State and local government organizations recently turned a corner, both fiscally -- their new fiscal year began July 1 -- and perceptually, as a result of tax hikes, operational cuts and fee increases over the past two years.
With the rapid growth in IT spending over the past four years, the competitive landscape in the federal government market has intensified. As I have done for previous Top 100 issues, here are some of my observations about the federal IT market.
Information technology outsourcing is a tough sell in the state and local government market. An arena defined largely by the contract structure, scope and transition of ownership, IT outsourcing can be sidetracked and curtailed by obstacles ranging from turf issues and security concerns to labor unions and public opinion.
As demand for specific technologies and services goes through its inevitable cycle, vendors with the appropriate skill sets will rise, while other vendors will fall. Vendors that once dominated key areas will face internal problems that let a crop of new vendors gain market share. With this in mind, I have outlined three of the emerging competitive issues reshaping the state and local market today.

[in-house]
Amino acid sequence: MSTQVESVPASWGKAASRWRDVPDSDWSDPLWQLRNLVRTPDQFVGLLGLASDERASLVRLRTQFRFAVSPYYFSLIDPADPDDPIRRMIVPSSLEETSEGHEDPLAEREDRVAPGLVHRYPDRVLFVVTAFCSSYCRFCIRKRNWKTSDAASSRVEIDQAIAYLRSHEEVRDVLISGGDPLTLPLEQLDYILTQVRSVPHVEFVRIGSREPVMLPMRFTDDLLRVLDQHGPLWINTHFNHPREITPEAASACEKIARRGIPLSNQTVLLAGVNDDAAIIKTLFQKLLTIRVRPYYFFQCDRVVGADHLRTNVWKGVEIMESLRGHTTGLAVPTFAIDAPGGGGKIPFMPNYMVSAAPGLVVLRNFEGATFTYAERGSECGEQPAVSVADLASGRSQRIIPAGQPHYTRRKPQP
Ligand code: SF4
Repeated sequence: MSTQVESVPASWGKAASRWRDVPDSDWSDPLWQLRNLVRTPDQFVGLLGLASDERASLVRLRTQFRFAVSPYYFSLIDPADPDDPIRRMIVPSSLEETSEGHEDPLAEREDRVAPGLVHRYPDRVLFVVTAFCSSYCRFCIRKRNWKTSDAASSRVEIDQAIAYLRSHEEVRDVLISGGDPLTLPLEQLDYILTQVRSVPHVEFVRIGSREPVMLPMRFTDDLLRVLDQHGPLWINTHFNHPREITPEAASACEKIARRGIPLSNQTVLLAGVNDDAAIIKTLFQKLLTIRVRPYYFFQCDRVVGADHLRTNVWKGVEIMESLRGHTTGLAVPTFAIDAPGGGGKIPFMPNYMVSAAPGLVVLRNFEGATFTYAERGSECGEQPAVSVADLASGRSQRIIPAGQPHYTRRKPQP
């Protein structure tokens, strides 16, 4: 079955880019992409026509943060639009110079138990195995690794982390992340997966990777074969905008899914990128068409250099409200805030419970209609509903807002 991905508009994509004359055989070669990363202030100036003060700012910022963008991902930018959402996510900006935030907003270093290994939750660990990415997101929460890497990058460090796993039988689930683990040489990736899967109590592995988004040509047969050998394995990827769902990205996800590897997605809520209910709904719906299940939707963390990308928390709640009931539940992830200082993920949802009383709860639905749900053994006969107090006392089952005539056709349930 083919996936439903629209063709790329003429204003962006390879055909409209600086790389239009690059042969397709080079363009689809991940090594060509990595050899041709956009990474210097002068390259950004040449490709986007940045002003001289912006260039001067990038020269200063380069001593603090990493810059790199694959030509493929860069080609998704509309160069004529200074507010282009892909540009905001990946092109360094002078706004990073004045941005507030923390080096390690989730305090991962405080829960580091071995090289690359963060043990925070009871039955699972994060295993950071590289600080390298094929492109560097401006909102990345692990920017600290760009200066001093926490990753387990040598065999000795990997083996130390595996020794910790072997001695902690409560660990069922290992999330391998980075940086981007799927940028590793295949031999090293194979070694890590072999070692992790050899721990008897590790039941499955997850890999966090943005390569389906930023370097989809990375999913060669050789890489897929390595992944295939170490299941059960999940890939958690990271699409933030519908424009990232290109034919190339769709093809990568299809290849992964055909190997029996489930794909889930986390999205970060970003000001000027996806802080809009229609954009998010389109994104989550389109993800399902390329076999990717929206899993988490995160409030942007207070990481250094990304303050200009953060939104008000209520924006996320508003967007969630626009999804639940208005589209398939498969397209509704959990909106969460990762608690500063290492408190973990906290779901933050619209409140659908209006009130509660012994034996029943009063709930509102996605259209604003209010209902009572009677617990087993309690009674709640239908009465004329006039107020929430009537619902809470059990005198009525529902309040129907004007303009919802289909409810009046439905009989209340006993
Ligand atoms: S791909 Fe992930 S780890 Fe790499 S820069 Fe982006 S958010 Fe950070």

Given the slow but steady rise in state and local government IT spending, this is a good time to review some characteristics of this market.
Buoyed by federal legislation plus technology refresh cycles and innovation, transportation agencies are at the forefront of significant technology change.
The process is all too familiar. Teams of the best and brightest from government and industry work long and hard in the run up to a contract award.
State and local governments are wary of using unproven, untested technologies, and it's been a significant obstacle to early adoption of emerging technologies to support public-sector processes.
Government leaders are turning more to structured approaches to measure contractor and agency performance.
Rep. Tom Davis (R-Va.), chairman of the House Committee on Government Reform, has introduced the Acquisition System Improvement Act, H.R. 4228, which would create an Acquisition Professional Exchange Program for the federal government and industry, among other things.